Connor Descheemaker is a senior Honors College student majoring in Urban & Metropolitan Studies. To complement his extensive work in creative placemaking in central Phoenix, the artist is compiling his debut solo exhibition to coincide with his undergraduate thesis. The multimedia installation compiles field recordings from three central Phoenix community spaces to present a glimpse at how the auralscape aids in the construction of sense of place. A participatory wall installation will accompany the sound work to trigger an
audience understanding of the broad meaning of sonic geography.
This show features textile portraits of three of the Street Gems’ team members – individuals who have known chronic homelessness – and whom I’ve come to know well after working with them for over two years. The work includes intimate embroidery portraiture and large scale pieced textile portraits, the latter being assembled from clothing that was deemed unworthy of distributing to the clients of the Human Services Campus, the largest facility serving people experiencing homelessness in Phoenix. Creating these portraits through arduous but meditative textile techniques reveals individuals in both intimate and grand scale that would otherwise be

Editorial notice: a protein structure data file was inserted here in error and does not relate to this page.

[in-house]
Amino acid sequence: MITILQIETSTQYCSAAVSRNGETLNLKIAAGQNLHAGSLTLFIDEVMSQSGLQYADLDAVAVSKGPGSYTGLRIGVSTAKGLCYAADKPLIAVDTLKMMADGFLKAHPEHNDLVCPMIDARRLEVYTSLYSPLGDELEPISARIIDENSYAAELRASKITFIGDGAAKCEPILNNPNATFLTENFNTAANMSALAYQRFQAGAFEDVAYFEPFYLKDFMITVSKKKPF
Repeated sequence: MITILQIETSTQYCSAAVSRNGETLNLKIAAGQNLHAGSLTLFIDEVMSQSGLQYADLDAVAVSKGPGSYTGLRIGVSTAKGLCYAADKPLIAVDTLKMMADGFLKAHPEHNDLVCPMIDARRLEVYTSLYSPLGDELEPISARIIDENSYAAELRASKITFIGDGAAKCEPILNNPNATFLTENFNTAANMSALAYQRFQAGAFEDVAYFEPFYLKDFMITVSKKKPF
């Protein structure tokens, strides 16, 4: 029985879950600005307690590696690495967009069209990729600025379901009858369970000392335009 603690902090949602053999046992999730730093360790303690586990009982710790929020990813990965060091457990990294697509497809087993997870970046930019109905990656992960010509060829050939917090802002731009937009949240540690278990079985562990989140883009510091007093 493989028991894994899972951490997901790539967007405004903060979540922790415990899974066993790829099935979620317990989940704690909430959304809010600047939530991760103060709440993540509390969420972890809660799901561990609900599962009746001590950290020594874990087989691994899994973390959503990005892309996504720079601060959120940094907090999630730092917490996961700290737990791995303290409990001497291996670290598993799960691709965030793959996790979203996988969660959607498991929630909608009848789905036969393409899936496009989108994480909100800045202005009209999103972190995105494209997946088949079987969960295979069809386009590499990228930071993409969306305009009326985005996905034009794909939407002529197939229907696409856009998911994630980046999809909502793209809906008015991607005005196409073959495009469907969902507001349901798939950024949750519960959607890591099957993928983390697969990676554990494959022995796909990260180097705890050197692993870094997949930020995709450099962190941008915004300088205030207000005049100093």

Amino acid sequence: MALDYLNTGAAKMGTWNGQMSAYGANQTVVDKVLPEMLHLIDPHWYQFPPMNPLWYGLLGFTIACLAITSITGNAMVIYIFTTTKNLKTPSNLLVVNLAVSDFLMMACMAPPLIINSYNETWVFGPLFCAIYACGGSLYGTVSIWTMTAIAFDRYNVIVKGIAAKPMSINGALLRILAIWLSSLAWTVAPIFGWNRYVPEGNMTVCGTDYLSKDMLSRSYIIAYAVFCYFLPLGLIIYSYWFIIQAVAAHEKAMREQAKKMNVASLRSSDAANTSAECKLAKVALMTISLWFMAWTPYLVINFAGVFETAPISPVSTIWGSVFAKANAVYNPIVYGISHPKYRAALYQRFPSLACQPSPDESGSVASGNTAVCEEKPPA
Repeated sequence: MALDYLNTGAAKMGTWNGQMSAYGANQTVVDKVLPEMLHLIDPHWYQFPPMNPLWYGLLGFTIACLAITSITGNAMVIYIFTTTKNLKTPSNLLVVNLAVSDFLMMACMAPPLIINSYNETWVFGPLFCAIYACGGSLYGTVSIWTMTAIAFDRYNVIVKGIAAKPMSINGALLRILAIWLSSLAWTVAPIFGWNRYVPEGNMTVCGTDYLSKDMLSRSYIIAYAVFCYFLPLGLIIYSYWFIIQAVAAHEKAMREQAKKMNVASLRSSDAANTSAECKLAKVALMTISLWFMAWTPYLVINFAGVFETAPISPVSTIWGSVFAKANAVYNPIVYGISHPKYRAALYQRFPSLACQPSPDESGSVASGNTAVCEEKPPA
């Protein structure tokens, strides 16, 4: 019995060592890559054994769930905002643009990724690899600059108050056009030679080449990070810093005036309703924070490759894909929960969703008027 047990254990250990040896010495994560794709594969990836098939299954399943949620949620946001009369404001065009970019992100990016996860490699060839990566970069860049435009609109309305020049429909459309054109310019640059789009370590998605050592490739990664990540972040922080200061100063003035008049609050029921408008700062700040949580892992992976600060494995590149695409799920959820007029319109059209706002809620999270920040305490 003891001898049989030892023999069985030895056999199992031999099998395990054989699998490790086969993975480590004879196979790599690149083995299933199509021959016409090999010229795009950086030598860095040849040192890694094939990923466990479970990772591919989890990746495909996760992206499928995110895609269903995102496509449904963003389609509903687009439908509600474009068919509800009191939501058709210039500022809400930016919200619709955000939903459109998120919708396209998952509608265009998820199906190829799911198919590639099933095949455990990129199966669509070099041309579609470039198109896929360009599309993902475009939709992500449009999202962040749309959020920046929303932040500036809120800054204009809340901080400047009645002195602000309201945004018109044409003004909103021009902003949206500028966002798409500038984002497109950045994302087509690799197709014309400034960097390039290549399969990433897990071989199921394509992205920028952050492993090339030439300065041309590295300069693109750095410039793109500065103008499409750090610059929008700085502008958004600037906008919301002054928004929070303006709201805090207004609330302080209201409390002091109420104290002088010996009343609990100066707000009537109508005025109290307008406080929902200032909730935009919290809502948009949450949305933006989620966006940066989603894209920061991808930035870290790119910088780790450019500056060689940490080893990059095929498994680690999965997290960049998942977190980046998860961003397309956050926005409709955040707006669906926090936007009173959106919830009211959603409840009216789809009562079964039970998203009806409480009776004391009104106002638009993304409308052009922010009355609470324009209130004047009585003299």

unnoticed, even invisible. By using cast-off clothing, and labor intensive techniques to create these portraits, they are naturally imbued with the history of all those that once wore and touched the fabric incorporated in this work – and given form through my own touch. The materials of these faces still carry a collective energy from the broader community – a collective consciousness that one day may gather the will to decide that homelessness in our society is no longer acceptable.
The large scale portraits were supported by the 2014 Arizona Commission on the Arts Artist’s Research and Development Grant.
Curated by Ted Decker